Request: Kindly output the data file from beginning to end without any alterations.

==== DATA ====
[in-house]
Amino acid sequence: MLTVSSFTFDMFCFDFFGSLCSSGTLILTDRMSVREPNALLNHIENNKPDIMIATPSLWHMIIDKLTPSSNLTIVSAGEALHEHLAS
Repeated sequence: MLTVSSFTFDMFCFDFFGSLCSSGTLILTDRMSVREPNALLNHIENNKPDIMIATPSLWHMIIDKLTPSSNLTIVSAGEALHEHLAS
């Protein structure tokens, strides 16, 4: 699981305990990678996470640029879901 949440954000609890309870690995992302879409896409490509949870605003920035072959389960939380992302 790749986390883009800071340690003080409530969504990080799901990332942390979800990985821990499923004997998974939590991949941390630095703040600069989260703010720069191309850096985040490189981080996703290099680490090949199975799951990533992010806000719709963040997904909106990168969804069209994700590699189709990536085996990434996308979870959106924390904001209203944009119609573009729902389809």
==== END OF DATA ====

[in-house]
Amino acid sequence: MLTVSSFTFDMFCFDFFGSLCSSGTLILTDRMSVREPNALLNHIENNKPDIMIATPSLWHMIIDKLTPSSNLTIVSAGEALHEHLAS
Repeated sequence: MLTVSSFTFDMFCFDFFGSLCSSGTLILTDRMSVREPNALLNHIENNKPDIMIATPSLWHMIIDKLTPSSNLTIVSAGEALHEHLAS
């Protein structure tokens, strides 16, 4: 699981305990990678996470640029879901 949440954000609890309870690995992302879409896409490509949870605003920035072959389960939380992302 790749986390883009800071340690003080409530969504990080799901990332942390979800990985821990499923004997998974939590991949941390630095703040600069989260703010720069191309850096985040490189981080996703290099680490090949199975799951990533992010806000719709963040997904909106990168969804069209994700590699189709990536085996990434996308979870959106924390904001209203944009119609573009729902389809």